Each year, the workshops and activities from Girls Make Games (GMG) leave me feeling more proud, surprised and excited about the gaming industry than the last. Last year, women accounted for 48% of gamers in the United States, and at every level of the industry, women are accounting for more and more of the gaming workforce. Whether in development, publishing, marketing, competitive esports, journalism, or any other area of the gaming sphere, women are making their collective presence known and their individual voices heard.
Girls Make Games was founded to help cultivate the voices of the next generation of women in games, giving them a platform and the resources to pursue their passions. For this year’s iteration, and in celebration of Women’s History Month, Sony Interactive Entertainment provided participants with an unprecedented opportunity to visit with one of three development studios—Sucker Punch Productions, Insomniac Games, and Bend Studio—to learn, listen and connect with other young creatives in a welcoming and instructive environment.
Let’s take a closer look at how each event went:
Sucker Punch Productions
This event invited attendees to participate in interactive workshops hosted by GMG instructors, allowing them to learn the nuts and bolts of game design, like art, sound and coding. Every GMG event is open to girls of all skill levels, but in this case, many attendees had already begun developing their craft.
“I was surprised by how many of our participants were so experienced already,” said Brian Fleming, founder of Sucker Punch Productions. “For [some], it was perhaps their second or third event with GMG, and they were pushing well beyond the curriculum for the day. It was awesome to see!”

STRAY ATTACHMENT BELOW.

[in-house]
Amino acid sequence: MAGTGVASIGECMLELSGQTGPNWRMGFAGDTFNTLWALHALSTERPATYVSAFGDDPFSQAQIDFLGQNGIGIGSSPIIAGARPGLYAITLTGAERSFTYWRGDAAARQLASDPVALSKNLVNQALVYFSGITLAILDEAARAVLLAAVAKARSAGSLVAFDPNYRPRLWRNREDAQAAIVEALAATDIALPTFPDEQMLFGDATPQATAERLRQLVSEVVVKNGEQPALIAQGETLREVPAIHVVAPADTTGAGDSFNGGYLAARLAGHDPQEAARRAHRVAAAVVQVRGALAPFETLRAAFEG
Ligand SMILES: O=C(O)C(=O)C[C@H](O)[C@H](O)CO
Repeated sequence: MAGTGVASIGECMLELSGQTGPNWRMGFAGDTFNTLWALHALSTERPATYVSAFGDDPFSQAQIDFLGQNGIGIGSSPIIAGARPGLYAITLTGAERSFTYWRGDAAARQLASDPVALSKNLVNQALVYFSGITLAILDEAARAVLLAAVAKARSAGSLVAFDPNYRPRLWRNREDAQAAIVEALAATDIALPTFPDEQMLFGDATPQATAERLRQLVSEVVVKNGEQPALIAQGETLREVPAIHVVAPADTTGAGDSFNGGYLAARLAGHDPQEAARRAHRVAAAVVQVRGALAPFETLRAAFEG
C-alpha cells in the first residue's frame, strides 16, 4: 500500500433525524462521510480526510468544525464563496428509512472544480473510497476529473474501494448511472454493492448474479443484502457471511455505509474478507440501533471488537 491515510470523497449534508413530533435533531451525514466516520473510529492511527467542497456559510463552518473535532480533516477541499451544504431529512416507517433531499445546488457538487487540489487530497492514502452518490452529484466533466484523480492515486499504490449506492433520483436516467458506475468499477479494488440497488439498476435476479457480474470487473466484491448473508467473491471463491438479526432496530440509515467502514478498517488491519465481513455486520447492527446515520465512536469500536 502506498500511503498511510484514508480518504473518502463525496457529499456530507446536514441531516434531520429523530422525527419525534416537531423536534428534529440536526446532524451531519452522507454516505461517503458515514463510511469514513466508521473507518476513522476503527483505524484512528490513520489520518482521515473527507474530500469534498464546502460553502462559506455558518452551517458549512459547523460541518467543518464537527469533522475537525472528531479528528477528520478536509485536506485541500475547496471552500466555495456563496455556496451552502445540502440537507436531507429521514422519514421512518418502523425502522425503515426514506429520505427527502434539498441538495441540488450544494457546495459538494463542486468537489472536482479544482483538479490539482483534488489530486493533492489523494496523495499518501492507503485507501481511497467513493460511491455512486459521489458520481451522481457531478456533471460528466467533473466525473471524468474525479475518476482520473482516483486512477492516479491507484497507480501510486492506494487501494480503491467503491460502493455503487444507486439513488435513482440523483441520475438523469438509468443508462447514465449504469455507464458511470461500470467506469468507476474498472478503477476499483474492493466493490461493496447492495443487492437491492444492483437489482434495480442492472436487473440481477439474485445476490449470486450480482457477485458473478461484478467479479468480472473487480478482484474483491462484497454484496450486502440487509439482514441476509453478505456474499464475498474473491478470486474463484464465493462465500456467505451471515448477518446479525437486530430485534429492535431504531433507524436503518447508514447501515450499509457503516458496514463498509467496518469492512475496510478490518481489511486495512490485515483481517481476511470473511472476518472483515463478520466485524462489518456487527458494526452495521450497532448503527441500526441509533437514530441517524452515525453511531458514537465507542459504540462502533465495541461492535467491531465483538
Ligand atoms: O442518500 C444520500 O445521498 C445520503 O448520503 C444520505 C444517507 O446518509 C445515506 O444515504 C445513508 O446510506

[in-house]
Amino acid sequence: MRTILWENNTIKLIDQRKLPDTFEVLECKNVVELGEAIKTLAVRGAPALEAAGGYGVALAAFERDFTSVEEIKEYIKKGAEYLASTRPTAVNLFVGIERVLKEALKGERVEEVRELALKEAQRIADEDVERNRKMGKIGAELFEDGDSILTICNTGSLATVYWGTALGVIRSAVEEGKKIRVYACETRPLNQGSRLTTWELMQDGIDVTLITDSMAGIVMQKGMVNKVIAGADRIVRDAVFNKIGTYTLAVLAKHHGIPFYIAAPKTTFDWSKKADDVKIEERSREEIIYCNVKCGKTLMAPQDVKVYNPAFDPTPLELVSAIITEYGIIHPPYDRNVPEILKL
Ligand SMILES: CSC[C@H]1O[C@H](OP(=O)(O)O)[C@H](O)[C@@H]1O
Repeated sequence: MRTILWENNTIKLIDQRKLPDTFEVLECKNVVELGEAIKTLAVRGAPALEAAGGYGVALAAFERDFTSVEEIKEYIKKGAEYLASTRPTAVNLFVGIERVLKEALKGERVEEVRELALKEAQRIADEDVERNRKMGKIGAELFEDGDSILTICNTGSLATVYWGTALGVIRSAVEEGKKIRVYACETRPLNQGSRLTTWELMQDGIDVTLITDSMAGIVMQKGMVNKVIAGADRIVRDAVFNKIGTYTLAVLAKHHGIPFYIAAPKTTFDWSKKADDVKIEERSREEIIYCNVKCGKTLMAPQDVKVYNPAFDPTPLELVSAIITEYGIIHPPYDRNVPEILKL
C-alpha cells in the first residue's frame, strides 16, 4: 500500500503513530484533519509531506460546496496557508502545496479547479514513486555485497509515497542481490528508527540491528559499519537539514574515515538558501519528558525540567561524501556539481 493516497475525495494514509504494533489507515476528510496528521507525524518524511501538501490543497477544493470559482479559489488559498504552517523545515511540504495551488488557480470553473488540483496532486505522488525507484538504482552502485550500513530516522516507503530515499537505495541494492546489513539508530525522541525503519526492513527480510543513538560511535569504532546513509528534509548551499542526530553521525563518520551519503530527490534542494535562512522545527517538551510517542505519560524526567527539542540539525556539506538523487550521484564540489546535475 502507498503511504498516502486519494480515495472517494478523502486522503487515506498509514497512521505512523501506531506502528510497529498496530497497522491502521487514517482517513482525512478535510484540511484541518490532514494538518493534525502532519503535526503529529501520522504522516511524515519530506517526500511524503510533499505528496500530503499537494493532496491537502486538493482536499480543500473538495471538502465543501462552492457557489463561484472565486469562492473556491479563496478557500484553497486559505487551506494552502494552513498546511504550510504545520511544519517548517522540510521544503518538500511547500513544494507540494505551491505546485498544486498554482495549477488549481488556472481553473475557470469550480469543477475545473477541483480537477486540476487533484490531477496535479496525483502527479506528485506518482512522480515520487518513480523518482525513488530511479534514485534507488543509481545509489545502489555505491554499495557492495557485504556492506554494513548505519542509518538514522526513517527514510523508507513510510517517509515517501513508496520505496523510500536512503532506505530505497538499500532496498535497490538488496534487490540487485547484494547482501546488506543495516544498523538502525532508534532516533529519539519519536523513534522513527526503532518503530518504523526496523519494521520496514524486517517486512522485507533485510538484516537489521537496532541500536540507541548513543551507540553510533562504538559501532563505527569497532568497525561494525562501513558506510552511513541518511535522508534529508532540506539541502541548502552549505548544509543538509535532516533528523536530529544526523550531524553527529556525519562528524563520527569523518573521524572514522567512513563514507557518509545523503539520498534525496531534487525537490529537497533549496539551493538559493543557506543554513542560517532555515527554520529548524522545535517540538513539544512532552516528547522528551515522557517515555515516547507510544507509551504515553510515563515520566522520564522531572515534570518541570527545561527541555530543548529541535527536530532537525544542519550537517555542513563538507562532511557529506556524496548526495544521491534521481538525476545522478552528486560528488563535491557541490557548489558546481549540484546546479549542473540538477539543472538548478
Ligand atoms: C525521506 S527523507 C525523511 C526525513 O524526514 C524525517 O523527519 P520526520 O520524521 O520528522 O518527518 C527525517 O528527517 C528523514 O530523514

At its core, GMG is about engagement at the grassroots level, as part of a wider push throughout the industry to challenge an outdated culture of homogeneity. “I see GMG and similar efforts as the most impactful solution to the profound gender imbalance in our business,” Fleming said. “It requires patience and a long-term view, but to my mind it’s [a] real solution.”
The workshops held at Sucker Punch’s studio in Bellevue, Washington were broken into two groups, accounting for the different experience levels of each participant. Within those groups, each attendee was able to practice their skills and make their own individual contributions to a collaborative project.
Joanna Wang, Production Art Director for Sucker Punch Productions, highlighted the importance of encouraging each girl’s specific interests. “They may like art, they may like coding—a little piece of how to make a game. And what we can do is give them the big picture view, explaining how those pieces fit together.”
She continued: “We’re showing them some of the tools needed to make a video game, and they can see what part of that process interests them. So hopefully, they can identify a personal strength, and start thinking about how they can apply that to their future.”
Sucker Punch is known for many hit PlayStation titles, like the beloved Sly Cooper series and their